Rabat - Morocco will return to standard time, GMT, on Sunday, October 28, at 3:00 a.m..
Rabat – Morocco will return to standard time, GMT, on Sunday, October 28, at 3:00 a.m..
Moroccans will turn clocks back on Sunday, ending the summer’s Daylight Saving Time (DST), or (GMT+1). The Ministry of Administration, Modernization, and Civil Service officially announced the change October 23.
Every year, Morocco adopts DST for the summer, returns to standard time for a period when Ramadan falls in summer, re-adopts DST for the remainder of the summer, returns again to Standard Time for winter on the last Sunday in October.
The decision is an implementation of Decree 2-13-781 from September 2013, modifying an earlier decree on changing time.
Daylight Saving Time was first widely adopted during the first World War in the German Empire and Austria to reduce the need for lighting after daylight.
Many Moroccans have expressed their wish to stop switching to GMT+1 due to the disadvantages of changing times on health.
In 2017, a group of activists launched a petition urging the government and the Parliamentary Council to abolish the biannual time change and maintain Standard Time.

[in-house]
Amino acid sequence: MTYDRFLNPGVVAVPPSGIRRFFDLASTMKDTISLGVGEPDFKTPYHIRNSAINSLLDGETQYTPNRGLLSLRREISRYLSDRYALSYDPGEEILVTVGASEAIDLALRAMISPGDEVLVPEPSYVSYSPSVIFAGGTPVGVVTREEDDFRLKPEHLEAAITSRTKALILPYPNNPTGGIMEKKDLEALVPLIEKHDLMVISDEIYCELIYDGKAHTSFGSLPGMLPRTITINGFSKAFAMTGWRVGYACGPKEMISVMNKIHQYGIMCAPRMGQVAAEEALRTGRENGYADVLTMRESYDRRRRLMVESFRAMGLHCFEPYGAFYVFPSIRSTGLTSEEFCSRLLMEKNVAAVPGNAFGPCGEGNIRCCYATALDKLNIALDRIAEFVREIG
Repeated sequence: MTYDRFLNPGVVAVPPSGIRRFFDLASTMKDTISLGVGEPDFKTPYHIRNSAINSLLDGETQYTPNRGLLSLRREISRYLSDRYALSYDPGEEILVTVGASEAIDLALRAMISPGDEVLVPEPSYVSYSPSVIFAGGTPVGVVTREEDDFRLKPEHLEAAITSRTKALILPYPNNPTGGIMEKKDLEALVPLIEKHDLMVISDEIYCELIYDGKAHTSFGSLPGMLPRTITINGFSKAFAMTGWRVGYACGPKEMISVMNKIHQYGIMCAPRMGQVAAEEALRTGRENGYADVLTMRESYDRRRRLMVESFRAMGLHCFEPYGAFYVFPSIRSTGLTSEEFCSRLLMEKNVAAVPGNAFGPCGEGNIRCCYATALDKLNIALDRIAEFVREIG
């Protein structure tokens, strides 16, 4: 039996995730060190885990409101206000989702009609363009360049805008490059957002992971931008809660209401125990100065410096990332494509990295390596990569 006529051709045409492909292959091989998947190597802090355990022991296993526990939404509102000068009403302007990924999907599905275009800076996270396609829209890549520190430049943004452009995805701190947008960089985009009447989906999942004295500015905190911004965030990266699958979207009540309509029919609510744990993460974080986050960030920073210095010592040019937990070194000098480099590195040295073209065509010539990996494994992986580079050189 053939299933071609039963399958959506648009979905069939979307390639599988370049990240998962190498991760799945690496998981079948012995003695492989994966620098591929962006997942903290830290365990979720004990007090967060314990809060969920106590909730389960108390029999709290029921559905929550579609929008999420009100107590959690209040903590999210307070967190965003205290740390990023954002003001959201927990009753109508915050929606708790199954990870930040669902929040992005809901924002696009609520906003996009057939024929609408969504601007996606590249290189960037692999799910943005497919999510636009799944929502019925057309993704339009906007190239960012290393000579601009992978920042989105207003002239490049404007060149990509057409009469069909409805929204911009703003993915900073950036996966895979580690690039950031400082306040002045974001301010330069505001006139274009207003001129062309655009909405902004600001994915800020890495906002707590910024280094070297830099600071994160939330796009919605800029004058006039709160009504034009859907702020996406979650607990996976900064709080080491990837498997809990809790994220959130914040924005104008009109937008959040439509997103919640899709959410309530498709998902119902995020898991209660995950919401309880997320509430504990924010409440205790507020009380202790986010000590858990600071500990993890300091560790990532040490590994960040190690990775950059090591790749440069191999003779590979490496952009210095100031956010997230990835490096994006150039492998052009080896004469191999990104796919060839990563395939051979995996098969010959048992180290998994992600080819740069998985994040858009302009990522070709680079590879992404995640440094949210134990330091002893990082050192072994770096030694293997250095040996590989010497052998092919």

The signatories wanted the government to issue a law indefinitely suspending Daylight Saving Time in Morocco. They deemed remaining on GMT “appropriate with the country’s geographical location throughout the year.”
EU commission suggested ending DST
The president of the European commission, Jean-Claude Juncker, proposed at the EU Parliament on September 12 that the continental organization end the seasonal clock change in 2019.
Juncker said in his statement that member states “should themselves decide whether their citizens live in summer or wintertime.”
According to the EU commission, DST represents a threat to health reflected in increased road accidents during time changes and lack of energy. The commission explains: “With an end to this system, the human body will also no longer have to adapt to the change in time.”
For a “smooth transition,” the proposal suggests that member states should announce their decisions by April 2019.